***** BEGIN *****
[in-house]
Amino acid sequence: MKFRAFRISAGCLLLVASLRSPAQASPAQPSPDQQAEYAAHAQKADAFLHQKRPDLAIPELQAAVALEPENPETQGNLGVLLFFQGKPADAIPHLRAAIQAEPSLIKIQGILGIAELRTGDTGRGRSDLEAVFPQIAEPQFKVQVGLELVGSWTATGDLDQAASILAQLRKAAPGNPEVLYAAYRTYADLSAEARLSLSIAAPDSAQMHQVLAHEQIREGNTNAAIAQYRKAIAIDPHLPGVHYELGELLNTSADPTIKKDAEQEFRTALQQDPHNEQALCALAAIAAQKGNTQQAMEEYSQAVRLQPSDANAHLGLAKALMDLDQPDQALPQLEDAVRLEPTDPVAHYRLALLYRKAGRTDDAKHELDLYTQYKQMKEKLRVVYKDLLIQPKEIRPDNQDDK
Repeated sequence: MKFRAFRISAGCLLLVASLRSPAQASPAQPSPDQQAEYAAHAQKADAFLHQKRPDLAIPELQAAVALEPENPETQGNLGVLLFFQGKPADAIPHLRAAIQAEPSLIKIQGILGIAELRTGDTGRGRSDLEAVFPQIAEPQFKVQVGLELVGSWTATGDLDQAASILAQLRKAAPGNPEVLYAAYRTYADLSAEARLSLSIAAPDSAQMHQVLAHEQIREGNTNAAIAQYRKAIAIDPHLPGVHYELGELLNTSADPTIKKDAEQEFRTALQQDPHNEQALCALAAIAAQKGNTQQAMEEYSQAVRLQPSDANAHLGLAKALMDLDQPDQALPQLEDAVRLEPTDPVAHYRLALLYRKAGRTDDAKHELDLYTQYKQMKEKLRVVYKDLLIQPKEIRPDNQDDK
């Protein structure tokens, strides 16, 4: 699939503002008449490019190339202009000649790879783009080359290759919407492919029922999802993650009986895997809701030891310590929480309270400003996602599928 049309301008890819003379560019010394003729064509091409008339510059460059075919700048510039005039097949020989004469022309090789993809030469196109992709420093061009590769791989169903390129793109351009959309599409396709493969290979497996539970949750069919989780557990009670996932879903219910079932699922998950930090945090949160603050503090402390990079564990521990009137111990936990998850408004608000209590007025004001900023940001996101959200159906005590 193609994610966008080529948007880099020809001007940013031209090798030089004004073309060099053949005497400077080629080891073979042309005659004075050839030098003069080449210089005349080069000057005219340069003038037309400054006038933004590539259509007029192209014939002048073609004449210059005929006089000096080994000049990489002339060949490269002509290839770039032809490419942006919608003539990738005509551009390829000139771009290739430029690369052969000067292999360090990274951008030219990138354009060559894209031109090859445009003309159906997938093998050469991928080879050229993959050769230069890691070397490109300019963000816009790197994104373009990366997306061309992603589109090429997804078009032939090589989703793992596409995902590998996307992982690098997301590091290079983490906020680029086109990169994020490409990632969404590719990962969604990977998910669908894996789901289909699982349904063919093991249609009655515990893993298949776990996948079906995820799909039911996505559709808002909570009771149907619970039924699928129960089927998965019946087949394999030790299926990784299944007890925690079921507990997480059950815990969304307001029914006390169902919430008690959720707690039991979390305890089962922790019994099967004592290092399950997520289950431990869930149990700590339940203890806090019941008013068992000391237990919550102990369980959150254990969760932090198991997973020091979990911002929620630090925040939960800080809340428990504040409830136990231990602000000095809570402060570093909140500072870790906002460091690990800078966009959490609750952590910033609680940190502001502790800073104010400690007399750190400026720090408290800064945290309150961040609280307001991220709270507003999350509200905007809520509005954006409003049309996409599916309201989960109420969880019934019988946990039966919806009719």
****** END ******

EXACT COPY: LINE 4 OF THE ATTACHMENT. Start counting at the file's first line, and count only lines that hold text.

């Protein structure tokens, strides 16, 4: 699939503002008449490019190339202009000649790879783009080359290759919407492919029922999802993650009986895997809701030891310590929480309270400003996602599928 049309301008890819003379560019010394003729064509091409008339510059460059075919700048510039005039097949020989004469022309090789993809030469196109992709420093061009590769791989169903390129793109351009959309599409396709493969290979497996539970949750069919989780557990009670996932879903219910079932699922998950930090945090949160603050503090402390990079564990521990009137111990936990998850408004608000209590007025004001900023940001996101959200159906005590 193609994610966008080529948007880099020809001007940013031209090798030089004004073309060099053949005497400077080629080891073979042309005659004075050839030098003069080449210089005349080069000057005219340069003038037309400054006038933004590539259509007029192209014939002048073609004449210059005929006089000096080994000049990489002339060949490269002509290839770039032809490419942006919608003539990738005509551009390829000139771009290739430029690369052969000067292999360090990274951008030219990138354009060559894209031109090859445009003309159906997938093998050469991928080879050229993959050769230069890691070397490109300019963000816009790197994104373009990366997306061309992603589109090429997804078009032939090589989703793992596409995902590998996307992982690098997301590091290079983490906020680029086109990169994020490409990632969404590719990962969604990977998910669908894996789901289909699982349904063919093991249609009655515990893993298949776990996948079906995820799909039911996505559709808002909570009771149907619970039924699928129960089927998965019946087949394999030790299926990784299944007890925690079921507990997480059950815990969304307001029914006390169902919430008690959720707690039991979390305890089962922790019994099967004592290092399950997520289950431990869930149990700590339940203890806090019941008013068992000391237990919550102990369980959150254990969760932090198991997973020091979990911002929620630090925040939960800080809340428990504040409830136990231990602000000095809570402060570093909140500072870790906002460091690990800078966009959490609750952590910033609680940190502001502790800073104010400690007399750190400026720090408290800064945290309150961040609280307001991220709270507003999350509200905007809520509005954006409003049309996409599916309201989960109420969880019934019988946990039966919806009719």